The Welshman who helped England win the 1966 World Cup
We all know who won the 1966 World Cup - England, 50 years ago on Saturday.
But they might not have been able to do it if it were not for the help of a Welshman.
Dr Neil Phillips was team doctor for the '66 World Cup winning squad, making sure the likes of Bobby Moore and Jack Charlton were fighting fit.
Born in Tredegar, Blaenau Gwent, in 1932, Dr Phillips was the youngest son of two teachers.
It was sheer luck that Dr Phillips got the opportunity to work with the team.
As his daughter Annie Onions explained to BBC Radio Wales, at the time, team doctors were volunteers who had to take time off from their paid jobs.
"Prior to the World Cup, the team had a two-week training camp," she said.
"Alan Bass, who was the doctor for the team, didn't have enough holiday.
"They phoned my dad, who was working with the under-23 side, and said, 'Can you cover the two week training camp?'"
Despite being a Welshman, Annie said Dr Phillips "absolutely loved" working for the England side.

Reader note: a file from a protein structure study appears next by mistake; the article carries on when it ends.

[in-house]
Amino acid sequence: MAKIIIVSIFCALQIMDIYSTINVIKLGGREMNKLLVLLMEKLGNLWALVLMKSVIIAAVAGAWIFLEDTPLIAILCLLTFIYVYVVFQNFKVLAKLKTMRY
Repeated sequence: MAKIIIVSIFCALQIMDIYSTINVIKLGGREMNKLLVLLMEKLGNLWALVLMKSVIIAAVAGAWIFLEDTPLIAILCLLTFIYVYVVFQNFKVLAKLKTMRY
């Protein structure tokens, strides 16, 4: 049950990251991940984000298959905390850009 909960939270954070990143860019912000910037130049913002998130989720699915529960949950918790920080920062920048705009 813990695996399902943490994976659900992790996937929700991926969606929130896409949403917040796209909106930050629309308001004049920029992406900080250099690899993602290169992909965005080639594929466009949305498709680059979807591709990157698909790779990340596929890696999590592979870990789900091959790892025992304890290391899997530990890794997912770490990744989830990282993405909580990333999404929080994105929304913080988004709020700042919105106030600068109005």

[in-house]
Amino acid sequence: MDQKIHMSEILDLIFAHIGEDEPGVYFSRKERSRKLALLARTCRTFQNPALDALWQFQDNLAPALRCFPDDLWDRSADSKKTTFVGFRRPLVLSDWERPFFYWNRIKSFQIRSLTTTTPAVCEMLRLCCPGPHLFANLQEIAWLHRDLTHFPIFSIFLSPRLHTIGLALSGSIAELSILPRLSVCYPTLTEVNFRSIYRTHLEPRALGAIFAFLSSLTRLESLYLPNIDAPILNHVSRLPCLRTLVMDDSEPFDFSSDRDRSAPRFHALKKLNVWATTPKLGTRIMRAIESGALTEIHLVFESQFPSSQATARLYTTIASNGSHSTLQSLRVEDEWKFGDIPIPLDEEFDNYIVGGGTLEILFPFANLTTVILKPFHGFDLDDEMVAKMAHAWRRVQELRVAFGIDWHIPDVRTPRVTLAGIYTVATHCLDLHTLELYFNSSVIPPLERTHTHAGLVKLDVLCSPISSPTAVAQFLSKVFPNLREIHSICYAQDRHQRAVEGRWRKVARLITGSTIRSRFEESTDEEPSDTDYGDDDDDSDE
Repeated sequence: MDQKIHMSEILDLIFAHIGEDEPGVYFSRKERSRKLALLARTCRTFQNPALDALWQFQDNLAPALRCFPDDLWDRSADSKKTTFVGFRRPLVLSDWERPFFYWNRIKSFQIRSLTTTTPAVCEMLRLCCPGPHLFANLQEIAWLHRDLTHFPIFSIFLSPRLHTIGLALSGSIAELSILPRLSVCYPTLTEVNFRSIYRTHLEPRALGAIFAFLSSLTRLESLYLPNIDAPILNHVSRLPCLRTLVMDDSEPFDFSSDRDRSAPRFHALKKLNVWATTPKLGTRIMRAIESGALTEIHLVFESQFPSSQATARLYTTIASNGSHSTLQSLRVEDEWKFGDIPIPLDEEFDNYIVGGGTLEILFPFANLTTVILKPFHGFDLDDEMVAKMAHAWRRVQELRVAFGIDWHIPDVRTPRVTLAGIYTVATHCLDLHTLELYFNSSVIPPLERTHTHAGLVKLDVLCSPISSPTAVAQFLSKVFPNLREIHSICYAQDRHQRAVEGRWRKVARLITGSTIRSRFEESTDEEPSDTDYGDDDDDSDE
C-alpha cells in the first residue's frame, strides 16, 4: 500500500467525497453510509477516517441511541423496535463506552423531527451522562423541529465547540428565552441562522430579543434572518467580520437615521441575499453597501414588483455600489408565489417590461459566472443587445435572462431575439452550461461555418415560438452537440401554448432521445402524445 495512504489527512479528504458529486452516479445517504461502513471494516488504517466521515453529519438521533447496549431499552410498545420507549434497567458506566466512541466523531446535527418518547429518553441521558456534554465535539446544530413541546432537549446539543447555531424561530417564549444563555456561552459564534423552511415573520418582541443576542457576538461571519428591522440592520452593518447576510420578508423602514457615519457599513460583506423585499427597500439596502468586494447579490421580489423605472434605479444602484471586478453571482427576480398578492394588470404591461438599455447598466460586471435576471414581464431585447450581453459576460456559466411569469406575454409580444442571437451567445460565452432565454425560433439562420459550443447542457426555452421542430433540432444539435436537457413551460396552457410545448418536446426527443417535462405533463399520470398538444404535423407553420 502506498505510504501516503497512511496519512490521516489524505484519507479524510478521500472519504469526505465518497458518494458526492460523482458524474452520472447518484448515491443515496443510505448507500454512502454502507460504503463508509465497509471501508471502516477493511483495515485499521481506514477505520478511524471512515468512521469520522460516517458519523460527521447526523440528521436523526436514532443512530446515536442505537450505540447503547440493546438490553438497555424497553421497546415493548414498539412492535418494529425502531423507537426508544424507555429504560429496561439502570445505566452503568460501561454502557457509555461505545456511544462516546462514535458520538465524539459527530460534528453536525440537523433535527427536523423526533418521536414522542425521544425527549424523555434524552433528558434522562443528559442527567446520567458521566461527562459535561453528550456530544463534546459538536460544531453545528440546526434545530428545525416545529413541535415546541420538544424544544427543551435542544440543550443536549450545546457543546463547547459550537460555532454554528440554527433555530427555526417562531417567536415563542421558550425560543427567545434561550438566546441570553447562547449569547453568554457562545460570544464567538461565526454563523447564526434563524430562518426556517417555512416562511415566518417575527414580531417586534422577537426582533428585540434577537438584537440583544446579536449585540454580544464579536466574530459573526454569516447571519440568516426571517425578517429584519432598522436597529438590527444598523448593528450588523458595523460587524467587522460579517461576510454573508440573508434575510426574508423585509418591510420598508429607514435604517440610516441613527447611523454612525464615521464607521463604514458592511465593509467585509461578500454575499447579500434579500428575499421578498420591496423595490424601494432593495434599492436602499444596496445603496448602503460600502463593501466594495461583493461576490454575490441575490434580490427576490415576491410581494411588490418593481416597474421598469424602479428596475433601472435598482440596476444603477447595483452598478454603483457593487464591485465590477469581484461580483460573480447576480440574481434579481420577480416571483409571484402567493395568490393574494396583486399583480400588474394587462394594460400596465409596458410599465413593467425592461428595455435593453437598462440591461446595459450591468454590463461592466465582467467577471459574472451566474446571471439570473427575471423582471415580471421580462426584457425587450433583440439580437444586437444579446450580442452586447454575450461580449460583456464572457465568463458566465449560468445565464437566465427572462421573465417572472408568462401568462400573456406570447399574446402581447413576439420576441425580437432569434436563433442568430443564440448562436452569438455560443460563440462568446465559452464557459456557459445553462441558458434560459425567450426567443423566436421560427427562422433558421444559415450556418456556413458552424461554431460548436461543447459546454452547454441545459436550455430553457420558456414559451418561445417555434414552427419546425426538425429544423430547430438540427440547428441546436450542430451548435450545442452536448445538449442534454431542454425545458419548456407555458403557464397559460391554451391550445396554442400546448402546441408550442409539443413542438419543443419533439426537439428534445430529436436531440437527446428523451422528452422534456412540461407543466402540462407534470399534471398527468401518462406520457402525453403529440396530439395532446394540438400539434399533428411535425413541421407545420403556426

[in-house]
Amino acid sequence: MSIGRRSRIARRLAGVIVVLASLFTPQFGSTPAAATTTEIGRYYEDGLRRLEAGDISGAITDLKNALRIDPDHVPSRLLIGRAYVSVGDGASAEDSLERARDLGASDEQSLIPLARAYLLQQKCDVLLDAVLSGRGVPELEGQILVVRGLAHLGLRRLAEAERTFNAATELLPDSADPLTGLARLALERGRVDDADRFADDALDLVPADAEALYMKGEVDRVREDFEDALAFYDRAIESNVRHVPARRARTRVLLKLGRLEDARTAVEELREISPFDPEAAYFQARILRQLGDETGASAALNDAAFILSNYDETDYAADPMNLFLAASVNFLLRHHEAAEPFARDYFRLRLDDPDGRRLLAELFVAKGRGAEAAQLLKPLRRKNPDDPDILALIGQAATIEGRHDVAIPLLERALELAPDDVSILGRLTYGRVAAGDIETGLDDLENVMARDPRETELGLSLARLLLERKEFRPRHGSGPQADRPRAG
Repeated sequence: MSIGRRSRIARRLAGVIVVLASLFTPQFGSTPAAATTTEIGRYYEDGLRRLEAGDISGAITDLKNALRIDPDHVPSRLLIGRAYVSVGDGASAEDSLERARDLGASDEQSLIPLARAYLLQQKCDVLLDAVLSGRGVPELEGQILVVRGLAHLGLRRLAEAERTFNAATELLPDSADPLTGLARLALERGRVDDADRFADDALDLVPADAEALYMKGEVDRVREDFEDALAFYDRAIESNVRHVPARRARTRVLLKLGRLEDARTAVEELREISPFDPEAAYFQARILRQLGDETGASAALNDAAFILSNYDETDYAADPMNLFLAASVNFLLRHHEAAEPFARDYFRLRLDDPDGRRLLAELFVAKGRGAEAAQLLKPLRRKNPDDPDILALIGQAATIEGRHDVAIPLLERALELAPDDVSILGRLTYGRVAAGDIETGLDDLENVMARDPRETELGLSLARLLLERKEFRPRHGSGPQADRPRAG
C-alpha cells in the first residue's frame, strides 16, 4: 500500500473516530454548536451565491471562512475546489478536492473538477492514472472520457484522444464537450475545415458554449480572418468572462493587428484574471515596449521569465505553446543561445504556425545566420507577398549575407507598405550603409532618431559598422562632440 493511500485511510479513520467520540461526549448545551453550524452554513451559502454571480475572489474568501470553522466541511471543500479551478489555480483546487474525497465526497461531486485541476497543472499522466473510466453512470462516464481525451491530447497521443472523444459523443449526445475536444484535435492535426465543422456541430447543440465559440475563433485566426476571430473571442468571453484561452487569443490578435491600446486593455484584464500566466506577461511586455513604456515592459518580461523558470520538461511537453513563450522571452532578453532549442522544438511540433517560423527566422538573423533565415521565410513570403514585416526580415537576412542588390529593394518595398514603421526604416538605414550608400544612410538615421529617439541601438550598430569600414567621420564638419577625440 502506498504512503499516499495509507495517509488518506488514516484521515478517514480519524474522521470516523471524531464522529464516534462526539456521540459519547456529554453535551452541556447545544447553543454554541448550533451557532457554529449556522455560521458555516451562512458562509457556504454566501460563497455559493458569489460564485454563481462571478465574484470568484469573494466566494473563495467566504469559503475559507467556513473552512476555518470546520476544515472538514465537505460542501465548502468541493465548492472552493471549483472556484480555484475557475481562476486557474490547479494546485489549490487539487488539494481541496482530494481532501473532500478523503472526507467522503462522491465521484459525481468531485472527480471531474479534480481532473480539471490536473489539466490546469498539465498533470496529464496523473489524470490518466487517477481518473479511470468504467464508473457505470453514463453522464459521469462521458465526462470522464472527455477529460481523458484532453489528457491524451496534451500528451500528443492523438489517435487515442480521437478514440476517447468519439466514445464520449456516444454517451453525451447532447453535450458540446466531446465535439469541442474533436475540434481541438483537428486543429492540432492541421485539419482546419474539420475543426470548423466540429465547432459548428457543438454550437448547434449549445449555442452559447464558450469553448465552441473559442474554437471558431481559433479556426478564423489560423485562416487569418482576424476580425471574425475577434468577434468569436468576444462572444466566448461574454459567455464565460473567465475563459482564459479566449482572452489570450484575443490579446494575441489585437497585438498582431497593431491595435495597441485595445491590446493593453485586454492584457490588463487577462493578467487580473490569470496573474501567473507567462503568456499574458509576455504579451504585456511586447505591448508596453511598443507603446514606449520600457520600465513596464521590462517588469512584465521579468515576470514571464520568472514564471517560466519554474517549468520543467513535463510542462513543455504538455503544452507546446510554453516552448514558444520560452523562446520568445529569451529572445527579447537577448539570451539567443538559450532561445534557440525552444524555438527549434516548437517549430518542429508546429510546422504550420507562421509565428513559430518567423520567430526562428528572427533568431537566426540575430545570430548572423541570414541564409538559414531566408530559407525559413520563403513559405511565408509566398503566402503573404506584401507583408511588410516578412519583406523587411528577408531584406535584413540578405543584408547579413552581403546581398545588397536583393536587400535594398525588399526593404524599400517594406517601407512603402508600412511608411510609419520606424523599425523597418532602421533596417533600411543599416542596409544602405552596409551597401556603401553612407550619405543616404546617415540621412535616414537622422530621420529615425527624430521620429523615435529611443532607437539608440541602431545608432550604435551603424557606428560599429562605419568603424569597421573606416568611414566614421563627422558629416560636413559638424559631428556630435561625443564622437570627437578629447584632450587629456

"When he was growing up in Wales, he had trials for Glamorgan cricket team, and he was a big rugby fan.
"He loved the irony of the fact that he was doctor to the England football team. He was an honorary Englishman - but he was always Welsh.
"The thing he loved about it was that Alf Ramsay wanted him to befriend the players."
Conditions were very different to those provided for modern multi-millionaire footballers.
When Dr Phillips first turned up at the training camp, England had no medical plan, and they didn't even have a plaster.
"The only medical plan they had was that the players should be weighed, and their feet checked," Annie explained.
"So the first thing my dad did was go to the local pharmacist and bulk buy the whole shop."
Alf Ramsay told Dr Phillips that "when they got to the final" he wanted him to be there.
"My dad thought, 'When we get the final? We haven't even kicked a ball yet. How do you know?'
"But he also knew the team's commitment, and he knew if they stuck with it they would win."
The physician went onto accompany England to the 1970 Mexico World Cup. He wrote a autobiography, Doctor to the World Champions, about his experiences.
Dr Phillips, who lived in Malvern, died in March 2015 aged 83.